This past weekend was Memorial Day weekend in the US. Jeff and I pretended like we were there and relished the extra day off.
To celebrate, we took an excursion up to our local Castelo de Pambre with our friends, Mar and Carlos and their mastiff, Bella. They run a local Albergue, and their village is full of lovely, friendly people who stopped to say hello as we set out. Pointing out the pride of their community, the 500 year old tree that still stands guard over the inhabitants.
The hike up through the old oak forest was lovely as the sun began to dip. Castelo de Pambre dates back to the 6th century. Of course, it was seized, sacked, then rebuilt many times over the centuries. We crossed a 6th century Roman bridge over a stream on our way up to the castle itself.
Stunning views from above. The geographical center of Galicia lies just below the castle at the convergence of two rivers. A local goat herd was very interested in our sudden appearance.
In one photo you can see how the stones are etched with the mark if the stone mason who shaped it. They were mostly illiterate back then. That’s how they got paid for their work. Stone by stone.
We spent most of Monday – true American Memorial Day – in Santiago picking up supplies and enjoying a heavenly lunch of sushi and steak at one of Santiago’s finer restaurants. Then it was time to make our way home to prepare for a very busy week ahead.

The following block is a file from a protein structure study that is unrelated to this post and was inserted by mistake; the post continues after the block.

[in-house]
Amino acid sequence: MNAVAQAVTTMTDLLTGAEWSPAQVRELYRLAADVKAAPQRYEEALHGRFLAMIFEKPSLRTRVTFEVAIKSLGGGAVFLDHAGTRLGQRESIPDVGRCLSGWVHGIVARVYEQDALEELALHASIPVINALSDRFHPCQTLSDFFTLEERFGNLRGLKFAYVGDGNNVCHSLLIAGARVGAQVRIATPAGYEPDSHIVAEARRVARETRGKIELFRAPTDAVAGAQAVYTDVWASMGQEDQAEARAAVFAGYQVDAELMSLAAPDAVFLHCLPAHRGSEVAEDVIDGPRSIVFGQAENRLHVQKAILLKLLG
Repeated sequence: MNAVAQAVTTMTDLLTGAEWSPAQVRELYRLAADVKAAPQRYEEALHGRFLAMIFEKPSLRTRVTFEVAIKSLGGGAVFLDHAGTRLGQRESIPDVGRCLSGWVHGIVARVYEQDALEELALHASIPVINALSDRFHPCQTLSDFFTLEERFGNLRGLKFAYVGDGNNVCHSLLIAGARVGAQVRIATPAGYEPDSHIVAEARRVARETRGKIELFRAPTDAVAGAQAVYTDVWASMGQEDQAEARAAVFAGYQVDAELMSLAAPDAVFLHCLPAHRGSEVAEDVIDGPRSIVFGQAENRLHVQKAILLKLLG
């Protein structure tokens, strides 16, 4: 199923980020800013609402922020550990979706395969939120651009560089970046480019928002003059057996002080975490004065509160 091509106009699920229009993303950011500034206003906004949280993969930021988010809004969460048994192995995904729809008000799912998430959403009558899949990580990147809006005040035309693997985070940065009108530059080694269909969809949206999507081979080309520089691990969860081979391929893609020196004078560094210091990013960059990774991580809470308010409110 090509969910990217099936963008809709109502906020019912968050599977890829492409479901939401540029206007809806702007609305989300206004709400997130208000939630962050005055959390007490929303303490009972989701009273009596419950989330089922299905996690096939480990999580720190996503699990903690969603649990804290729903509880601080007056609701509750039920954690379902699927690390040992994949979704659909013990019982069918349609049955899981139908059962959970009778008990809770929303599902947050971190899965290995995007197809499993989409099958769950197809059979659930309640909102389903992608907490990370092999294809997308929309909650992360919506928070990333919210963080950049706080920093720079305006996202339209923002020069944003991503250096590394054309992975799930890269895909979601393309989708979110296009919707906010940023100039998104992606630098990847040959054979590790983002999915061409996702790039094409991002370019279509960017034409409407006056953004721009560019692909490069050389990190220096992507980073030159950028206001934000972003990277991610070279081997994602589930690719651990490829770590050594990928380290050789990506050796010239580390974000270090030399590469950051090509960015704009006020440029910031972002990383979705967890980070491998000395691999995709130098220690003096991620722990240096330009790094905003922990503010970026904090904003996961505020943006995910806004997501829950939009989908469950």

I sat out on one of our patio chairs watching Jeff give our new tractor a workout cutting the grass. It was hard graft but someone had to do it.
Suddenly, I heard a shout from the front gate. A man had parked his car across our driveway and was waving to get my attention.
I donned a mask and went out to see what the fuss was about. The man was waving his arms and pointing furiously at Jeff, as he made perfect lines back and forth with the wide blades.
The guy told me he owns some of the businesses in the local village.
‘There is a lot of grass to cut. Can I ask if this man would be willing to cut my grass?’
I laughed behind my mask.
‘You mean my husband?’ I asked.
I told him I would ask Jeff when he was done cutting our grass. We would get back to him.
Jeff finished up and I met him with an ice cold beer for his efforts.
‘What was all that about?’ He asked me.
‘That’s the guy Mar was telling us about. He owns almost all the businesses in the village. He was admiring your grass-cutting prowess. And the size of your tractor. He wondered if you could come cut his grass in his very manicured garden.’
‘What did you tell him?’
‘I said I would have to consult with my highly qualified client. I would be happy to negotiate a grass cutting contract on your behalf. There would be serious red lines, and I’d only take 30%. Family discount.’
Jeff rolled his eyes, sat down and drank his beer.
‘I’d do it. But then it would be just like my paper route when I was a freshman in high school. When we’d go on vacation I’d have to get someone else to do the job. It would become a hassle.’
Yeah, that’s why he wasn’t going to do it. No second side hustle for el Jefe. And just like that, all my fantasy pin money dried up. So close, and yet so far away.